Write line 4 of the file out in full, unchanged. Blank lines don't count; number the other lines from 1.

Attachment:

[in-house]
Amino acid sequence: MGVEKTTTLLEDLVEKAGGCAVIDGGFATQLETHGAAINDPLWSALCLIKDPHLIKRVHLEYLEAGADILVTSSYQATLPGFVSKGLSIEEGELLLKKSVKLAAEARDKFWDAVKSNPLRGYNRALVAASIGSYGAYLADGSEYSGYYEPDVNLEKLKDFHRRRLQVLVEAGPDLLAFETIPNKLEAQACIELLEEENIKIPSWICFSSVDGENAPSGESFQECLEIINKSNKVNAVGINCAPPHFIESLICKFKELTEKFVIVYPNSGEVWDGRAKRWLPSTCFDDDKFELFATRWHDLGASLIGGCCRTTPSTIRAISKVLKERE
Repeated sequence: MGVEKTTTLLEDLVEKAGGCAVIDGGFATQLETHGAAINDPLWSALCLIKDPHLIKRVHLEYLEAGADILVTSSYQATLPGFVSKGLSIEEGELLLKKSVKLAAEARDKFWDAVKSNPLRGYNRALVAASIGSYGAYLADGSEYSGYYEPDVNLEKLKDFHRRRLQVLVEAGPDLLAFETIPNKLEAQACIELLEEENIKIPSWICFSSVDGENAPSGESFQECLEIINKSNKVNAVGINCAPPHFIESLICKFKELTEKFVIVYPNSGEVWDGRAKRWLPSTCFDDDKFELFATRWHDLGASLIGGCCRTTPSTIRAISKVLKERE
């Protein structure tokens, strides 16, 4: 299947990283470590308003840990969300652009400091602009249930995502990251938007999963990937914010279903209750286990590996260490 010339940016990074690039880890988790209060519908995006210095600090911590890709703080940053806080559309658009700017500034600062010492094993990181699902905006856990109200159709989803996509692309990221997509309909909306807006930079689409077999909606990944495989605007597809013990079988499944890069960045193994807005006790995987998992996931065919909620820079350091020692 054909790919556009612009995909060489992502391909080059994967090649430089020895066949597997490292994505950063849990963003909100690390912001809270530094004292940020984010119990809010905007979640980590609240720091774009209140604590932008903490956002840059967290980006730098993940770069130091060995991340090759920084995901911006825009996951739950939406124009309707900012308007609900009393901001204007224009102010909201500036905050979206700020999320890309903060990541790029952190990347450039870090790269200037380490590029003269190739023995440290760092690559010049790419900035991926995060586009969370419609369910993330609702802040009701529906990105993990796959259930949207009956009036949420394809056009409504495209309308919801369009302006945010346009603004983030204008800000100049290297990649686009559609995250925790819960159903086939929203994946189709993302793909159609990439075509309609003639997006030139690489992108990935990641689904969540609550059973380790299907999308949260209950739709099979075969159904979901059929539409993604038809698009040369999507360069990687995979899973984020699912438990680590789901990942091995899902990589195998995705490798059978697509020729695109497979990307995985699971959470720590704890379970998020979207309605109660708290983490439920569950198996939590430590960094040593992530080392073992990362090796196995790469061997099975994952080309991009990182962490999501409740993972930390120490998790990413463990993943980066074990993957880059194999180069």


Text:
């Protein structure tokens, strides 16, 4: 299947990283470590308003840990969300652009400091602009249930995502990251938007999963990937914010279903209750286990590996260490 010339940016990074690039880890988790209060519908995006210095600090911590890709703080940053806080559309658009700017500034600062010492094993990181699902905006856990109200159709989803996509692309990221997509309909909306807006930079689409077999909606990944495989605007597809013990079988499944890069960045193994807005006790995987998992996931065919909620820079350091020692 054909790919556009612009995909060489992502391909080059994967090649430089020895066949597997490292994505950063849990963003909100690390912001809270530094004292940020984010119990809010905007979640980590609240720091774009209140604590932008903490956002840059967290980006730098993940770069130091060995991340090759920084995901911006825009996951739950939406124009309707900012308007609900009393901001204007224009102010909201500036905050979206700020999320890309903060990541790029952190990347450039870090790269200037380490590029003269190739023995440290760092690559010049790419900035991926995060586009969370419609369910993330609702802040009701529906990105993990796959259930949207009956009036949420394809056009409504495209309308919801369009302006945010346009603004983030204008800000100049290297990649686009559609995250925790819960159903086939929203994946189709993302793909159609990439075509309609003639997006030139690489992108990935990641689904969540609550059973380790299907999308949260209950739709099979075969159904979901059929539409993604038809698009040369999507360069990687995979899973984020699912438990680590789901990942091995899902990589195998995705490798059978697509020729695109497979990307995985699971959470720590704890379970998020979207309605109660708290983490439920569950198996939590430590960094040593992530080392073992990362090796196995790469061997099975994952080309991009990182962490999501409740993972930390120490998790990413463990993943980066074990993957880059194999180069």